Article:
All children and young people should now be back to attending school. However, there may still be some situations when your child may need to learn remotely from home due to coronavirus. For example, if they need to self-isolate after developing coronavirus symptoms or if the school needs to temporarily close again due to a national or local increase in coronavirus.
If your child needs to learn remotely from home they still have a right to an education, and to get additional support with their learning if they need it.
In this section we will explain what your child’s school should be doing to support your child to continue with their education while they can’t be in school, how they should plan for when your child can return, and where you and your child can find some support during this time.
It might be difficult for your child if they are not able to return to school yet, but they see their siblings, classmates or teachers back.
It is important that your child’s school thinks about what not being in school will be like for your child and considers their wellbeing. Your child’s education is unlikely to be the same as what it would be if they were attending school, however your child still has a right to an education and the school should support them to access learning.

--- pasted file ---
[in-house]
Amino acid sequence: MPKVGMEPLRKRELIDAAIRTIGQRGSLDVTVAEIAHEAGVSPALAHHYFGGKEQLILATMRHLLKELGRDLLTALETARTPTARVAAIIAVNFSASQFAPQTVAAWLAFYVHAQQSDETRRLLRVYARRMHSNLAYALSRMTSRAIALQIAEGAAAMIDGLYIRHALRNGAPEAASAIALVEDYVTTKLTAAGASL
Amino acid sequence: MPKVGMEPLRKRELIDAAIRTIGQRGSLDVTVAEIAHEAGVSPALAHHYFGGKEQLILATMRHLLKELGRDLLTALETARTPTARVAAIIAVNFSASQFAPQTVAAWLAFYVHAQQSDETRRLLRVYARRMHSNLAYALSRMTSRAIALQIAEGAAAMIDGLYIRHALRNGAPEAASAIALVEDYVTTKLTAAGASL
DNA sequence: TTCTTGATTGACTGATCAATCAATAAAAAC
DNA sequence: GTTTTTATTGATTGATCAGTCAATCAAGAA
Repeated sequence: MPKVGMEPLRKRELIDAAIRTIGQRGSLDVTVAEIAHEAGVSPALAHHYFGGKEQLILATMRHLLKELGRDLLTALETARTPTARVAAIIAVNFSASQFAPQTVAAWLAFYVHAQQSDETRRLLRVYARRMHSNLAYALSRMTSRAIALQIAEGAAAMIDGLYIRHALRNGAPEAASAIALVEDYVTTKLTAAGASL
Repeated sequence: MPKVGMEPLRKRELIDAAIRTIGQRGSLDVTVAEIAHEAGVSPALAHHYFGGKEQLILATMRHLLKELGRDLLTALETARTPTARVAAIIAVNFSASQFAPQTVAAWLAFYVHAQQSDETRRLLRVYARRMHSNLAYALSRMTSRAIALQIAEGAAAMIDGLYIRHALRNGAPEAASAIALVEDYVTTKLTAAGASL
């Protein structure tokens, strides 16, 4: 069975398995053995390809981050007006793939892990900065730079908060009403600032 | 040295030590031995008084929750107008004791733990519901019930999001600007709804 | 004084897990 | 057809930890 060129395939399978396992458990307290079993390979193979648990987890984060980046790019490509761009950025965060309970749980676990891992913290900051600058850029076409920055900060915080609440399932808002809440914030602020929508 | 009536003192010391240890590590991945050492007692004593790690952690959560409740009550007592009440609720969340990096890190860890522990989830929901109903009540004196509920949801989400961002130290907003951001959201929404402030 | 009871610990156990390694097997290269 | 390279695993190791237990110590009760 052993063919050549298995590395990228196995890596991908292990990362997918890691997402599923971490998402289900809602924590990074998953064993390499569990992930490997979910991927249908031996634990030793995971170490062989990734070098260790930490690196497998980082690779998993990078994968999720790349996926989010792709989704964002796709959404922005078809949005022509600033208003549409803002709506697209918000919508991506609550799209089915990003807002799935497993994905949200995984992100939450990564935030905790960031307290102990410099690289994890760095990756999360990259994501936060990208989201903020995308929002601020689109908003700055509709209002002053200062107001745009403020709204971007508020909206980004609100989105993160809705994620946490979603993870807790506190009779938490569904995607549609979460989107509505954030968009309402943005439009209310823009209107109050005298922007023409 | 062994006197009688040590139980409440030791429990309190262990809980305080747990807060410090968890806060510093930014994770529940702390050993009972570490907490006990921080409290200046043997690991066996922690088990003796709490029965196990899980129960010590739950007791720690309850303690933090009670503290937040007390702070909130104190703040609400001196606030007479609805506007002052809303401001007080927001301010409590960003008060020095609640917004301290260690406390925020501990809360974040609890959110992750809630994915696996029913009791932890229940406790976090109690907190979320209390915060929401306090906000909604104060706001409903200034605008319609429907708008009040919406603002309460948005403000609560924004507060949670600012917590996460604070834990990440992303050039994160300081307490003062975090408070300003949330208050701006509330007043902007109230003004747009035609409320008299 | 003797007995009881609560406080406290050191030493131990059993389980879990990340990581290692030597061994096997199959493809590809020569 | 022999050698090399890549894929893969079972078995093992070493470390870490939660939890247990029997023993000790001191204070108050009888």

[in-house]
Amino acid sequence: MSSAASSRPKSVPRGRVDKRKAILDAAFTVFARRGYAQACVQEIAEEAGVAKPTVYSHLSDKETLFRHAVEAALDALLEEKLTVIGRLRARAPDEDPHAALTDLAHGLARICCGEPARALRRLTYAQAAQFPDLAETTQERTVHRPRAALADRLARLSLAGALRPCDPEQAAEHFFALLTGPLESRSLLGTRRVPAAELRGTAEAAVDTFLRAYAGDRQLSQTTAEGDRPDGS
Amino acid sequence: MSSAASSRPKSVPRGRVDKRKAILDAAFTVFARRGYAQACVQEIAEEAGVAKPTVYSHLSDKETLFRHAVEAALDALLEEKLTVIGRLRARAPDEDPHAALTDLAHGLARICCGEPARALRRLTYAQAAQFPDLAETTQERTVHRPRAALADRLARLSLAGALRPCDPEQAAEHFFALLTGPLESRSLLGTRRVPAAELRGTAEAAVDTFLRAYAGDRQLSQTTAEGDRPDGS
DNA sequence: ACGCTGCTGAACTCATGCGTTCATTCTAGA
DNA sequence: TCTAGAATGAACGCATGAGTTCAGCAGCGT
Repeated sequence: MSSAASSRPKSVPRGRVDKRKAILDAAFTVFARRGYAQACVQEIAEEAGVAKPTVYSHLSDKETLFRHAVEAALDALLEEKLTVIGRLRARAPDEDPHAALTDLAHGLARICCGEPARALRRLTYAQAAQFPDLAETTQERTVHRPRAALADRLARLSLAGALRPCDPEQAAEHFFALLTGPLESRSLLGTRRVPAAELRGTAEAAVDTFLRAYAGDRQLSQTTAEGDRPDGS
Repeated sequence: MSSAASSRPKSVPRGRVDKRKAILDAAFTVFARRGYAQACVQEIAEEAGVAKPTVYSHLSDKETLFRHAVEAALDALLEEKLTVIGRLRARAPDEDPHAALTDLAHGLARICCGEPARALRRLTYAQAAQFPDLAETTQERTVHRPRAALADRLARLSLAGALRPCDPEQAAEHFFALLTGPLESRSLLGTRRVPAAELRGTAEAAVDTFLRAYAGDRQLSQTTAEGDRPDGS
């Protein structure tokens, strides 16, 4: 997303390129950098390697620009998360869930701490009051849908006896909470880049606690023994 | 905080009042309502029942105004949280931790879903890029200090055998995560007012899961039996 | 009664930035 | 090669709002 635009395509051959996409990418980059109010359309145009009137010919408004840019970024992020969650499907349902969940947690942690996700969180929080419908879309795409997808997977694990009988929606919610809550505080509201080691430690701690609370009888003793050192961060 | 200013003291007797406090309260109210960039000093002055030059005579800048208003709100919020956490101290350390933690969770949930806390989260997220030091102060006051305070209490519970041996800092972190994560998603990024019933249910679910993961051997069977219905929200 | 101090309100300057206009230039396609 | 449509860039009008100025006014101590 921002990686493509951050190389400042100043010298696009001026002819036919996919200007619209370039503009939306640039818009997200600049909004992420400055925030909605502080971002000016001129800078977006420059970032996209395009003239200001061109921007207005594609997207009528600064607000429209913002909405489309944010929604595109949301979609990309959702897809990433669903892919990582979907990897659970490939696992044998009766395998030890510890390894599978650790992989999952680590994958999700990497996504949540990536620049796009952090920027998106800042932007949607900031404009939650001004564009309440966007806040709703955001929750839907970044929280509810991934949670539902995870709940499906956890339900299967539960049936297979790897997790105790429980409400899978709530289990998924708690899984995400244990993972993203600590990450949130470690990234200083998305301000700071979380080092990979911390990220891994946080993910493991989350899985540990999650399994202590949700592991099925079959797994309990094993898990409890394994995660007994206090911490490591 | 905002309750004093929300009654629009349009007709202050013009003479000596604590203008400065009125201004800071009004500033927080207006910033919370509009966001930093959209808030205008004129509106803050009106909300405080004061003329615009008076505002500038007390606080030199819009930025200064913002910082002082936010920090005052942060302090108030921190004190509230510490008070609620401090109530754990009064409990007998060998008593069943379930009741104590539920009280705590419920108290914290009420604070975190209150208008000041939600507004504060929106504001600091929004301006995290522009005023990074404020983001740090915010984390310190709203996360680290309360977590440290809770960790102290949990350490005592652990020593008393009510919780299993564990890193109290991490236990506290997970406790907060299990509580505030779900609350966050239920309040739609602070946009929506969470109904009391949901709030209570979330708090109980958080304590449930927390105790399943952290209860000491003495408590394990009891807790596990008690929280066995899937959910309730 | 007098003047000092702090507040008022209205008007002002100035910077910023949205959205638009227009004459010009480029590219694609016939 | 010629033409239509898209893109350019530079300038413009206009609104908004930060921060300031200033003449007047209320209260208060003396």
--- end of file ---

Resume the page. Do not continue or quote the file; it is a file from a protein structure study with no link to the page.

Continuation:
There will likely be some changes to what your child’s additional support for learning will look like compared to when they were in school or nursery. However, if your child, for whatever reason, needs extra or different help to benefit from their learning – their school or nursery still need to offer them support based on their individual needs.
Equality laws have not changed, and local authorities, schools and nurseries still need to make sure they are treating children and young people fairly and taking an inclusive approach. There is more information in our factsheet on ‘Inclusion, equality and wellbeing.’
It’s also important to remember you are not expected to become your child’s teacher. This is a difficult time for everyone, for many different reasons, so do not put yourself under too much pressure and ask for help when you need it.
The school should continue to support your child to benefit from a broad, flexible curriculum that builds on their existing learning. If your child needs extra help to access learning at home, the school should try to provide them with the support or adjustments they need. It is important that the school and other professionals listen to your child’s views when they are arranging their out-of-school education.
There is information about different resources and supports available to help your child learn at home below.
Your child may also find it helpful to have a look at our website for children and young people, Reach.scot. It includes advice for pupils who are learning at home.
While plans may need to change, where possible your child’s school should still be looking ahead and planning for supporting your child back to school when the time is right. For example, your child’s needs may have changes since they were last in school. Your child may also need extra support to settle back in, or to understand and follow new school rules if the rules have changed since they were last in school.
Depending on your child’s health and vulnerability to coronavirus, planning for their return to school may also include doing an individual risk assessment. This should look at what adaptions and supports are needed to keep your child safe when they return. If your child already has a risk assessment in place, this should be reviewed and updated to reflect current circumstances.